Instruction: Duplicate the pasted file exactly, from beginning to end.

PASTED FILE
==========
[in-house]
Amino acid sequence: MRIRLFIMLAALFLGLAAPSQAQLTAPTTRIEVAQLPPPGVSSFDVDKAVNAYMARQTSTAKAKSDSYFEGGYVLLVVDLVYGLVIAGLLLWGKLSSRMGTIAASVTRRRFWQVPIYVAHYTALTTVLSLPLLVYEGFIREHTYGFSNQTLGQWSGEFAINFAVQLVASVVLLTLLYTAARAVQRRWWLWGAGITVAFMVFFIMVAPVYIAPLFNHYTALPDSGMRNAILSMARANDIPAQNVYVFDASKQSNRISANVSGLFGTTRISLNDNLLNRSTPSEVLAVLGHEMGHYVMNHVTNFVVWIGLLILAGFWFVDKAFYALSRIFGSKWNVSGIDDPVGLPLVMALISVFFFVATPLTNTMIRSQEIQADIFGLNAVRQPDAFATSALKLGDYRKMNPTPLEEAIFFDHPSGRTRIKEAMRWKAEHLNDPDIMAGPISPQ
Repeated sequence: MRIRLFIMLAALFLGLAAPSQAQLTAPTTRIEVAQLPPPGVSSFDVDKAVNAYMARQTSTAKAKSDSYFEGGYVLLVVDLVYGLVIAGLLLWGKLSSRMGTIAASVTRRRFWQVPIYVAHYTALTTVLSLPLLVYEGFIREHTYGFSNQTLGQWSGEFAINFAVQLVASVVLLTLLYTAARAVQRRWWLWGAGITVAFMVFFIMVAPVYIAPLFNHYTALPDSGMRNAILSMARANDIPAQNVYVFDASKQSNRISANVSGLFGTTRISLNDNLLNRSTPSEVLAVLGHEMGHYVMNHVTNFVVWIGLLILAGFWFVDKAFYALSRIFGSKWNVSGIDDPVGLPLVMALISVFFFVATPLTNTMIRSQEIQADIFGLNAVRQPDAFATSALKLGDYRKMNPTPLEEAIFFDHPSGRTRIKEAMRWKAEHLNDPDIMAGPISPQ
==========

[in-house]
Amino acid sequence: MRIRLFIMLAALFLGLAAPSQAQLTAPTTRIEVAQLPPPGVSSFDVDKAVNAYMARQTSTAKAKSDSYFEGGYVLLVVDLVYGLVIAGLLLWGKLSSRMGTIAASVTRRRFWQVPIYVAHYTALTTVLSLPLLVYEGFIREHTYGFSNQTLGQWSGEFAINFAVQLVASVVLLTLLYTAARAVQRRWWLWGAGITVAFMVFFIMVAPVYIAPLFNHYTALPDSGMRNAILSMARANDIPAQNVYVFDASKQSNRISANVSGLFGTTRISLNDNLLNRSTPSEVLAVLGHEMGHYVMNHVTNFVVWIGLLILAGFWFVDKAFYALSRIFGSKWNVSGIDDPVGLPLVMALISVFFFVATPLTNTMIRSQEIQADIFGLNAVRQPDAFATSALKLGDYRKMNPTPLEEAIFFDHPSGRTRIKEAMRWKAEHLNDPDIMAGPISPQ
Repeated sequence: MRIRLFIMLAALFLGLAAPSQAQLTAPTTRIEVAQLPPPGVSSFDVDKAVNAYMARQTSTAKAKSDSYFEGGYVLLVVDLVYGLVIAGLLLWGKLSSRMGTIAASVTRRRFWQVPIYVAHYTALTTVLSLPLLVYEGFIREHTYGFSNQTLGQWSGEFAINFAVQLVASVVLLTLLYTAARAVQRRWWLWGAGITVAFMVFFIMVAPVYIAPLFNHYTALPDSGMRNAILSMARANDIPAQNVYVFDASKQSNRISANVSGLFGTTRISLNDNLLNRSTPSEVLAVLGHEMGHYVMNHVTNFVVWIGLLILAGFWFVDKAFYALSRIFGSKWNVSGIDDPVGLPLVMALISVFFFVATPLTNTMIRSQEIQADIFGLNAVRQPDAFATSALKLGDYRKMNPTPLEEAIFFDHPSGRTRIKEAMRWKAEHLNDPDIMAGPISPQ